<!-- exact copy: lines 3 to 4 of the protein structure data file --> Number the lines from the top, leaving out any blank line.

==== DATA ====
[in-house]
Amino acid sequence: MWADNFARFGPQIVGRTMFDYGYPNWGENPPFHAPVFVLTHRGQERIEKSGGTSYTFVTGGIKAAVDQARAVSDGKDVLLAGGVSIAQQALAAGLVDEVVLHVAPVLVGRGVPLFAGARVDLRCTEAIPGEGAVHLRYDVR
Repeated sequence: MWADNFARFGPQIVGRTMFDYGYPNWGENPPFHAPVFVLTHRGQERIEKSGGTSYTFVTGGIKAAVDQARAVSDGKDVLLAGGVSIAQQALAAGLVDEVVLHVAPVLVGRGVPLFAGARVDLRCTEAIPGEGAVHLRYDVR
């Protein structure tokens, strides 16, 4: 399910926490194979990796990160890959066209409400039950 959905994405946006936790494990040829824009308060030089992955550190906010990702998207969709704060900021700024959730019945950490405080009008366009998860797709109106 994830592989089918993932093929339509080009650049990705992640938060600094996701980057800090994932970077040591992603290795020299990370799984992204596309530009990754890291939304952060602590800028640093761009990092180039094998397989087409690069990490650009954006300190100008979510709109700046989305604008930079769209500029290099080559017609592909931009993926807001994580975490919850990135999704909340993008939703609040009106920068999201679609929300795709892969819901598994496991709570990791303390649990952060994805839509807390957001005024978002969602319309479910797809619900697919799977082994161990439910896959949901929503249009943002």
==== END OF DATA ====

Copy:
Repeated sequence: MWADNFARFGPQIVGRTMFDYGYPNWGENPPFHAPVFVLTHRGQERIEKSGGTSYTFVTGGIKAAVDQARAVSDGKDVLLAGGVSIAQQALAAGLVDEVVLHVAPVLVGRGVPLFAGARVDLRCTEAIPGEGAVHLRYDVR
């Protein structure tokens, strides 16, 4: 399910926490194979990796990160890959066209409400039950 959905994405946006936790494990040829824009308060030089992955550190906010990702998207969709704060900021700024959730019945950490405080009008366009998860797709109106 994830592989089918993932093929339509080009650049990705992640938060600094996701980057800090994932970077040591992603290795020299990370799984992204596309530009990754890291939304952060602590800028640093761009990092180039094998397989087409690069990490650009954006300190100008979510709109700046989305604008930079769209500029290099080559017609592909931009993926807001994580975490919850990135999704909340993008939703609040009106920068999201679609929300795709892969819901598994496991709570990791303390649990952060994805839509807390957001005024978002969602319309479910797809619900697919799977082994161990439910896959949901929503249009943002």